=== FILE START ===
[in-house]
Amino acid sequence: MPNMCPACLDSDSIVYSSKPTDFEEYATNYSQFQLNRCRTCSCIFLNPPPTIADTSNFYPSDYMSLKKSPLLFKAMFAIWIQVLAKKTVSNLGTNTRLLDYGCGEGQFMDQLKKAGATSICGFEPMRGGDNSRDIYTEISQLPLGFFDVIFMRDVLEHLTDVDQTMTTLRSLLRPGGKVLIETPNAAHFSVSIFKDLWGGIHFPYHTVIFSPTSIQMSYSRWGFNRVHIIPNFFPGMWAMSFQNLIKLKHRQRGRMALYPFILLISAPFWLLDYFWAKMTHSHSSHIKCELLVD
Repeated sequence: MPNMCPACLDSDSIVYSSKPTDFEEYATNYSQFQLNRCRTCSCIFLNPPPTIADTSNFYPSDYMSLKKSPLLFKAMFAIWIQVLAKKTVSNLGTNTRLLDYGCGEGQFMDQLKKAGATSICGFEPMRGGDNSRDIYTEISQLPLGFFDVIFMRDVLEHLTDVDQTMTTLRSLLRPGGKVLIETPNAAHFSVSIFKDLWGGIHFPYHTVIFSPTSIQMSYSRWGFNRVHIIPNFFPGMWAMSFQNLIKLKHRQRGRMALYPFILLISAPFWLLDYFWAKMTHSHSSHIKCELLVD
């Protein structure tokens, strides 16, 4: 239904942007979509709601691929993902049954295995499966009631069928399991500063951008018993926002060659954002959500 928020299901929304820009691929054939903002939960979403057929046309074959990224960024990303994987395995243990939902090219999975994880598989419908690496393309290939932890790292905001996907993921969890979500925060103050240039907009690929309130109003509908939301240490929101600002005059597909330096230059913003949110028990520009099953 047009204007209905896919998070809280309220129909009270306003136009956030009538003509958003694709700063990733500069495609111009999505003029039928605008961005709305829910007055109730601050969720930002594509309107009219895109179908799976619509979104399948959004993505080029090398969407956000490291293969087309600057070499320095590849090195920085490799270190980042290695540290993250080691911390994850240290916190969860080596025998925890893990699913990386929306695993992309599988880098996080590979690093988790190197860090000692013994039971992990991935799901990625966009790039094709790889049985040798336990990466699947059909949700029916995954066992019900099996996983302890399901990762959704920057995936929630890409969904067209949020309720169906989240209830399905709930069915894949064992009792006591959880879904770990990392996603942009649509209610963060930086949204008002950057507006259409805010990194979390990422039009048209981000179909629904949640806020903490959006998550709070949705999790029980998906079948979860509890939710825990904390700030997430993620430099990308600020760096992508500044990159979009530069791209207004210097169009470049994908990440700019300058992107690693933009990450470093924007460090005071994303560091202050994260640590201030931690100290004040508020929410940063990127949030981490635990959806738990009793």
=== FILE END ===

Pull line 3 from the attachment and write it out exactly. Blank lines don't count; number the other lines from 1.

Repeated sequence: MPNMCPACLDSDSIVYSSKPTDFEEYATNYSQFQLNRCRTCSCIFLNPPPTIADTSNFYPSDYMSLKKSPLLFKAMFAIWIQVLAKKTVSNLGTNTRLLDYGCGEGQFMDQLKKAGATSICGFEPMRGGDNSRDIYTEISQLPLGFFDVIFMRDVLEHLTDVDQTMTTLRSLLRPGGKVLIETPNAAHFSVSIFKDLWGGIHFPYHTVIFSPTSIQMSYSRWGFNRVHIIPNFFPGMWAMSFQNLIKLKHRQRGRMALYPFILLISAPFWLLDYFWAKMTHSHSSHIKCELLVD